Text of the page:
sequence to target
EPS, a biofilm component
h Physical isolation methods
- Centrifugation (high and low speed)
- Ultrasonication and centrifugation
- Stirring (Ultrathurrax, 20.000 rpm, 60 sec)
- Boiling (30 min) or steam (autoclave 10 min)

h Physical and chemical isolation methods


- Ion exchanger (Dowex) and stirring
- NaCl (8,5 %), Formaldehyde (0,22 %), ultrasonication
- Phenol/water extraction with intermittent, ultrasonication

h Chemical isolation methods


- Ethanol extraction
- NaOH/EDTA treatment
- Dowex ion exchanger
- Crown ether complexation of Ca2+
- Phenol/Water extraction (lipopolysaccharides)

@ Important: Integrity of cells. Test for cytosol leaking:


Activity of G-6-P-Dehydrogenase, a strictly intracellular enzyme
Cultivation of biofilms on agar surface EPS: a biofilm
or membrane filters (PIA, 36 °C, 24 h–72 h)
component
Isolation from a mucoid
suspension of biofilms in 0.14 M NaCl biofilm of Pseudomonas
aeruginosa

centrifugation
(40 000 g, 10 °C, 2 h)

membrane filtration of supernatant Test for integrity of cells: activity of


(0.2 µm pore diameter) G-6-P-dehydrogenase

Dialysis → freeze-drying → EPS


cell-free EPS solution precipitation → enzyme treatment → Alginate
Separate visualisation of EPS and cells
red: alginate-bound fluorescent ConA
green: P. aeruginosa cells, Syto 9
Selective visualization of proteins by
SYPRO Ruby dye, a fluorophor

a b

Binding of SYPRO Ruby to 24 h old biofilms of P. aeruginosa SG81


(a) 1000 x magnification,
(b) 4000 x magnification.
CLSM micrographs
Visualization of enzyme activity by enzyme-linked
fluorophors (ELF) substrates
24 h 48 h 72 h

Example 1: Extracellular lipase activity


Red: cells
Green: ELF substrate precipitated
Visualization of enzyme activity in biofilms

a b c

Example 2: Extracellular redox enzymes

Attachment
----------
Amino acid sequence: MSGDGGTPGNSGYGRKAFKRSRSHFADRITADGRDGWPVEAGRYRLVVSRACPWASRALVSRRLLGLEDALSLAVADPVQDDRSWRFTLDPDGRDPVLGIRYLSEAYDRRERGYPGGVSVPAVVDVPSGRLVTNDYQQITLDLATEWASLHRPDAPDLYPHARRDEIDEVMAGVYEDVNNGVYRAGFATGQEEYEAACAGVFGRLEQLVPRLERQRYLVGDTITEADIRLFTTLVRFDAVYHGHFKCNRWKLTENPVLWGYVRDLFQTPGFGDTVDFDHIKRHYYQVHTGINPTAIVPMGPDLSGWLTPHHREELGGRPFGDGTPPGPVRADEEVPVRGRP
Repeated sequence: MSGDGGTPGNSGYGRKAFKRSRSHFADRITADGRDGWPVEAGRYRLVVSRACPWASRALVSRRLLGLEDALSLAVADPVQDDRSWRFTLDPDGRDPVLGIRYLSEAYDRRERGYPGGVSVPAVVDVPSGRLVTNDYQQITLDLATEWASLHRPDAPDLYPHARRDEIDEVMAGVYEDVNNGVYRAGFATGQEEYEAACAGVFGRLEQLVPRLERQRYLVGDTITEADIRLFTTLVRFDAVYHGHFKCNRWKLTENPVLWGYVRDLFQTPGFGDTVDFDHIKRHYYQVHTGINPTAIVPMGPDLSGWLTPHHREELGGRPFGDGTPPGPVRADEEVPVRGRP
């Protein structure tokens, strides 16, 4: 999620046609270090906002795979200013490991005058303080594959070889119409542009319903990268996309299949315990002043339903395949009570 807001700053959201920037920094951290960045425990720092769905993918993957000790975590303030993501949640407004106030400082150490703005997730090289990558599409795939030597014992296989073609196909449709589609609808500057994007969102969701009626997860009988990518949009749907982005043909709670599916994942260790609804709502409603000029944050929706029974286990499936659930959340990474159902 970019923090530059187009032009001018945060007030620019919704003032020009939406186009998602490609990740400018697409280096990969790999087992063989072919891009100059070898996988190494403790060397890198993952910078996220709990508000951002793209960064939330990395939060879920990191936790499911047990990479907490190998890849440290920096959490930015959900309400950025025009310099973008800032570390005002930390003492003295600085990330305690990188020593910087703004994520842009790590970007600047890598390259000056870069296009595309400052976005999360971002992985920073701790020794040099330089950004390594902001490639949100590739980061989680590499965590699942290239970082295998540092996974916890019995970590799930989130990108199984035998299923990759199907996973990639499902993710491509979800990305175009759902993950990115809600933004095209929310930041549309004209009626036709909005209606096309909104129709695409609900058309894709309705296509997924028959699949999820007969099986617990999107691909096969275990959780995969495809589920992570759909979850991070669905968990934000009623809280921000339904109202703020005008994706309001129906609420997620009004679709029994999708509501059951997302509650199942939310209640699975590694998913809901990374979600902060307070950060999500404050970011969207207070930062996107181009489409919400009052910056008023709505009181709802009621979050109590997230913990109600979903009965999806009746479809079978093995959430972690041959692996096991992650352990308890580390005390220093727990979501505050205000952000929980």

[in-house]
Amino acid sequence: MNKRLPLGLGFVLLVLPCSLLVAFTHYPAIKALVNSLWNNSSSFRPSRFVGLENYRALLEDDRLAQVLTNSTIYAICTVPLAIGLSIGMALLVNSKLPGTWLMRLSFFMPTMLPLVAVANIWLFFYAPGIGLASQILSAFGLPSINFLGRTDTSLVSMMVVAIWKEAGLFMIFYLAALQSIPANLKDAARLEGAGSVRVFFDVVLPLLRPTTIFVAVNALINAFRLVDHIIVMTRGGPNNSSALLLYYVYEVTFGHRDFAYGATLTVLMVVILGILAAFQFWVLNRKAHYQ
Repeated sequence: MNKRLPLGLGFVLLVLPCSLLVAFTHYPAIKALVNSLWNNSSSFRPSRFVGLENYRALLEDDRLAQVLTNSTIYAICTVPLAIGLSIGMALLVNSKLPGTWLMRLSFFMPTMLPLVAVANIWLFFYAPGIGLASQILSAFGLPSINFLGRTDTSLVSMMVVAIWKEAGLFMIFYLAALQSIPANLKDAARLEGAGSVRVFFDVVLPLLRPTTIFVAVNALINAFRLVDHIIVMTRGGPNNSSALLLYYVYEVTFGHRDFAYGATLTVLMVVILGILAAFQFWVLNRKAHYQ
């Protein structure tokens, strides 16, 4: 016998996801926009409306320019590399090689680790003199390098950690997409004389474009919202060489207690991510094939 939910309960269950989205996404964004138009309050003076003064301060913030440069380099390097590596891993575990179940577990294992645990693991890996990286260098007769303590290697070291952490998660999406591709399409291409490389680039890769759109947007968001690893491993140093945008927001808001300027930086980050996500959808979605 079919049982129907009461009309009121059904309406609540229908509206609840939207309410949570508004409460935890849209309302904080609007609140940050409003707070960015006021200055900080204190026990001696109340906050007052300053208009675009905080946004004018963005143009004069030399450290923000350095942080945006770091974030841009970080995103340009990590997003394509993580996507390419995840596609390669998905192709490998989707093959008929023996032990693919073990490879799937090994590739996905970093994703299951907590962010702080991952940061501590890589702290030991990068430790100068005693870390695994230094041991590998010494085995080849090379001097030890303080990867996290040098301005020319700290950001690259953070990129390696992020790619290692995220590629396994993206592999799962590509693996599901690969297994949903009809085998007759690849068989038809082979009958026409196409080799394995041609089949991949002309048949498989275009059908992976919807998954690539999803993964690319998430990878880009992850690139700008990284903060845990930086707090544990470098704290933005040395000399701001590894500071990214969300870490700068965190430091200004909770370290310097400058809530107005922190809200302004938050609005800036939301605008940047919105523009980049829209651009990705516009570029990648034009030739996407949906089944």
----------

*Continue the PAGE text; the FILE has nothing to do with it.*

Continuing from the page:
Visualized by CTC reduction (red)
Cells: green (SYTO 9)
Bar: 10 µm, magnification 1000 x

Æ Redox-Enzymes demonstrated in the EPS matrix in distinct clusters


Æ Homogenous distribution in the matrix
Æ Spatial and temporal heterogeneity
Some specific chromophores for visualization of
biofilm biopolymers
• Polysaccharides Tagged lectin (ConA) Æ alginate
Calcofluor White Æ alginate

• Proteins (total) SYPRO Ruby protein gel stain


h Enzymes ELF®-97-Substrates
Æ Phosphatases, Esterases, Lipases
CTC Æ Redox-Enzymes

• Lipids DiD Æ Zellmembranes + Vesicles

• Hydrophobic dyes Nile red Æ cell membranes and intracellular


granula
Oil red Æ cell membranes
Biofilm Analysis
biofilm sample

Analytical components & structure & processes &


question properties architecture interactions

- Chemical analyses - Confocal microscopy -Flow cells with CLSM


- Biochemical analyses - SEM * time lapse microscopy
* Proteomics - ESEM * reporter genes
* Enzymes - TEM * GFP tagged organisms
- Population analysis - AFM - Microelectrodes
* classic microbiology - Specific staining * Oxygen
Methods * Fatty acid analysis of components * Nitrate, ammonia etc.
* Molecular biology • Cells * CO2
- Physicochemical • EPS * H2S
properties • Enzymes - Autoradiography & FISH
* Mechanical stability • Sorbed substances
* Diffusivity • Vesicles
* Sorption properties
Combined Strategy: Microscopy and Biochemistry
Acquired information:
Mikroscopical
3D-distribution of dyes in biofilm matrix
In-situ analysis
Æ Architecture
(CLSM)

In-situ enzyme
Relevance of possible target components
treatment and for observed binding reaction
Mikroscopy

In vitro-Analysis of Interaction of dye with target molecules


dye binding at Æ Quantification and specifity
target components

Spectroscopical
Interaction of dyes with biopolymers
investigation of Æ Specifity
dye binding

Quantitative Quantitative composition of biofilm


biochem. analysis and EPS
Which method yields what?